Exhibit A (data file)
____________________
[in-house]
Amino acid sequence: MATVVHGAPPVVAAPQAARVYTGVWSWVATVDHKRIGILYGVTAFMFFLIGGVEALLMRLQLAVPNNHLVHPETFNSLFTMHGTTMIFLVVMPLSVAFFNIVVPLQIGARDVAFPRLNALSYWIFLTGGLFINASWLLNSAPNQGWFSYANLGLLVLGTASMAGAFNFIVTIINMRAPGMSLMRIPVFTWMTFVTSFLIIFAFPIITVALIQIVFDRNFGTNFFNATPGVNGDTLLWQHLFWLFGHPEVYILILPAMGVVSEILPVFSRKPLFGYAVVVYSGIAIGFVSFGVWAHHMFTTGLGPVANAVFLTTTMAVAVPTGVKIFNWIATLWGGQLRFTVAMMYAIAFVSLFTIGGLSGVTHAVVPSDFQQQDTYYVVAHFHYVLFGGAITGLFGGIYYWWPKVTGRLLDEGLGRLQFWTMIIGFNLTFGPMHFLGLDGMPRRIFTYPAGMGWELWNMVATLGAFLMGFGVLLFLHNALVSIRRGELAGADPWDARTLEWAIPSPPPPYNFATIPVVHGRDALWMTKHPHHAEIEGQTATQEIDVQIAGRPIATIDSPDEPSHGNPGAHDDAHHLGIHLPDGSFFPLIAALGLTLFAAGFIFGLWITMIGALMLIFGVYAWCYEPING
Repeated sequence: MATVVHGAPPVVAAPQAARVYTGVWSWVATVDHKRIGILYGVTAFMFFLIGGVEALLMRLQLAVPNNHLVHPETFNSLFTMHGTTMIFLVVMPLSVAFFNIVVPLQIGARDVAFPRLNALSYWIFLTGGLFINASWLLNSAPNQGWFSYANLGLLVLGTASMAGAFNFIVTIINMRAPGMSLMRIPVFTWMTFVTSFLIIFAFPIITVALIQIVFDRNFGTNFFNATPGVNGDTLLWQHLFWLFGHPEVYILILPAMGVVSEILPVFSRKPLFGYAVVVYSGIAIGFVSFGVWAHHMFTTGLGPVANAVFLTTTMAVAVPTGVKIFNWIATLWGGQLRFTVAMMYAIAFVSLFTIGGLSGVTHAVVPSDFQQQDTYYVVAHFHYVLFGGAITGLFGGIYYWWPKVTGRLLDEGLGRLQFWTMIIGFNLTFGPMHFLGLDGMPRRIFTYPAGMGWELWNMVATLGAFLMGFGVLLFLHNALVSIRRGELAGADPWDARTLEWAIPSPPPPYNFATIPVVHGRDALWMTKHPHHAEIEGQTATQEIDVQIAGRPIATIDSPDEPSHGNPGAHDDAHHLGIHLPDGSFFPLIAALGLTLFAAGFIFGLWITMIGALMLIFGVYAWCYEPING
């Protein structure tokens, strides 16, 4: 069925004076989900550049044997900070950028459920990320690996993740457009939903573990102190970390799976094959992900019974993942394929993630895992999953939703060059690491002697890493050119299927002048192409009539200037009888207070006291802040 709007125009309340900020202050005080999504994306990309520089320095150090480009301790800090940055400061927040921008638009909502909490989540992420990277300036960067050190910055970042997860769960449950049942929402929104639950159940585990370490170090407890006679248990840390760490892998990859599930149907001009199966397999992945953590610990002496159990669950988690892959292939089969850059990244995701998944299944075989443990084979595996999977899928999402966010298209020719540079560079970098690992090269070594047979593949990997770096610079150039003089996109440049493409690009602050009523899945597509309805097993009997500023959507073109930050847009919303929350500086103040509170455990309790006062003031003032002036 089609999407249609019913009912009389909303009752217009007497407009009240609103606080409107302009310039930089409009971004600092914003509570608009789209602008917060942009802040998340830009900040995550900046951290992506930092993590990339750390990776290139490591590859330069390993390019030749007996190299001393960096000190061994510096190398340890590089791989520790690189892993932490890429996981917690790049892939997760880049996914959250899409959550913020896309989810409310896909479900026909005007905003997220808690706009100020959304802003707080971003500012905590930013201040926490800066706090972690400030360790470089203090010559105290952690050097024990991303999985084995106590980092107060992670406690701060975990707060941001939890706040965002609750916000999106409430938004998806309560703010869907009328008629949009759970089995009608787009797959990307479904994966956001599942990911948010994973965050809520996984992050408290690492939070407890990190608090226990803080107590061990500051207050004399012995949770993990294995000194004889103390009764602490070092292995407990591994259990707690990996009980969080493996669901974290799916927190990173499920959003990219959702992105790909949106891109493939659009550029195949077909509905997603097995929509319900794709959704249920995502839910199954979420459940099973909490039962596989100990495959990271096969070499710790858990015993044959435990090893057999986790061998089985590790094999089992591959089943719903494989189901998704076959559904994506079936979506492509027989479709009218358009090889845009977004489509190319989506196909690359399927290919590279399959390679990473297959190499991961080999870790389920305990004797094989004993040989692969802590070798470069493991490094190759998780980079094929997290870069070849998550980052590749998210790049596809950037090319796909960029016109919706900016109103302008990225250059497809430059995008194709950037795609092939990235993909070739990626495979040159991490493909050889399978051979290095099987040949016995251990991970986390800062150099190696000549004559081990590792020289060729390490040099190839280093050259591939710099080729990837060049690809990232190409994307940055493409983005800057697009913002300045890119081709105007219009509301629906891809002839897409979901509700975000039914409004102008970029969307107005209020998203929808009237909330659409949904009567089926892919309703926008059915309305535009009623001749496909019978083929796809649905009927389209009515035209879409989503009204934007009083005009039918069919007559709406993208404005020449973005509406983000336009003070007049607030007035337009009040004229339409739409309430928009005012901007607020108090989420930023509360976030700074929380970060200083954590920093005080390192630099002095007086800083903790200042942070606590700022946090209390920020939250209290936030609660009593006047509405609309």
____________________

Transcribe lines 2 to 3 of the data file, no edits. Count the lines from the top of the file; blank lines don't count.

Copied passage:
Amino acid sequence: MATVVHGAPPVVAAPQAARVYTGVWSWVATVDHKRIGILYGVTAFMFFLIGGVEALLMRLQLAVPNNHLVHPETFNSLFTMHGTTMIFLVVMPLSVAFFNIVVPLQIGARDVAFPRLNALSYWIFLTGGLFINASWLLNSAPNQGWFSYANLGLLVLGTASMAGAFNFIVTIINMRAPGMSLMRIPVFTWMTFVTSFLIIFAFPIITVALIQIVFDRNFGTNFFNATPGVNGDTLLWQHLFWLFGHPEVYILILPAMGVVSEILPVFSRKPLFGYAVVVYSGIAIGFVSFGVWAHHMFTTGLGPVANAVFLTTTMAVAVPTGVKIFNWIATLWGGQLRFTVAMMYAIAFVSLFTIGGLSGVTHAVVPSDFQQQDTYYVVAHFHYVLFGGAITGLFGGIYYWWPKVTGRLLDEGLGRLQFWTMIIGFNLTFGPMHFLGLDGMPRRIFTYPAGMGWELWNMVATLGAFLMGFGVLLFLHNALVSIRRGELAGADPWDARTLEWAIPSPPPPYNFATIPVVHGRDALWMTKHPHHAEIEGQTATQEIDVQIAGRPIATIDSPDEPSHGNPGAHDDAHHLGIHLPDGSFFPLIAALGLTLFAAGFIFGLWITMIGALMLIFGVYAWCYEPING
Repeated sequence: MATVVHGAPPVVAAPQAARVYTGVWSWVATVDHKRIGILYGVTAFMFFLIGGVEALLMRLQLAVPNNHLVHPETFNSLFTMHGTTMIFLVVMPLSVAFFNIVVPLQIGARDVAFPRLNALSYWIFLTGGLFINASWLLNSAPNQGWFSYANLGLLVLGTASMAGAFNFIVTIINMRAPGMSLMRIPVFTWMTFVTSFLIIFAFPIITVALIQIVFDRNFGTNFFNATPGVNGDTLLWQHLFWLFGHPEVYILILPAMGVVSEILPVFSRKPLFGYAVVVYSGIAIGFVSFGVWAHHMFTTGLGPVANAVFLTTTMAVAVPTGVKIFNWIATLWGGQLRFTVAMMYAIAFVSLFTIGGLSGVTHAVVPSDFQQQDTYYVVAHFHYVLFGGAITGLFGGIYYWWPKVTGRLLDEGLGRLQFWTMIIGFNLTFGPMHFLGLDGMPRRIFTYPAGMGWELWNMVATLGAFLMGFGVLLFLHNALVSIRRGELAGADPWDARTLEWAIPSPPPPYNFATIPVVHGRDALWMTKHPHHAEIEGQTATQEIDVQIAGRPIATIDSPDEPSHGNPGAHDDAHHLGIHLPDGSFFPLIAALGLTLFAAGFIFGLWITMIGALMLIFGVYAWCYEPING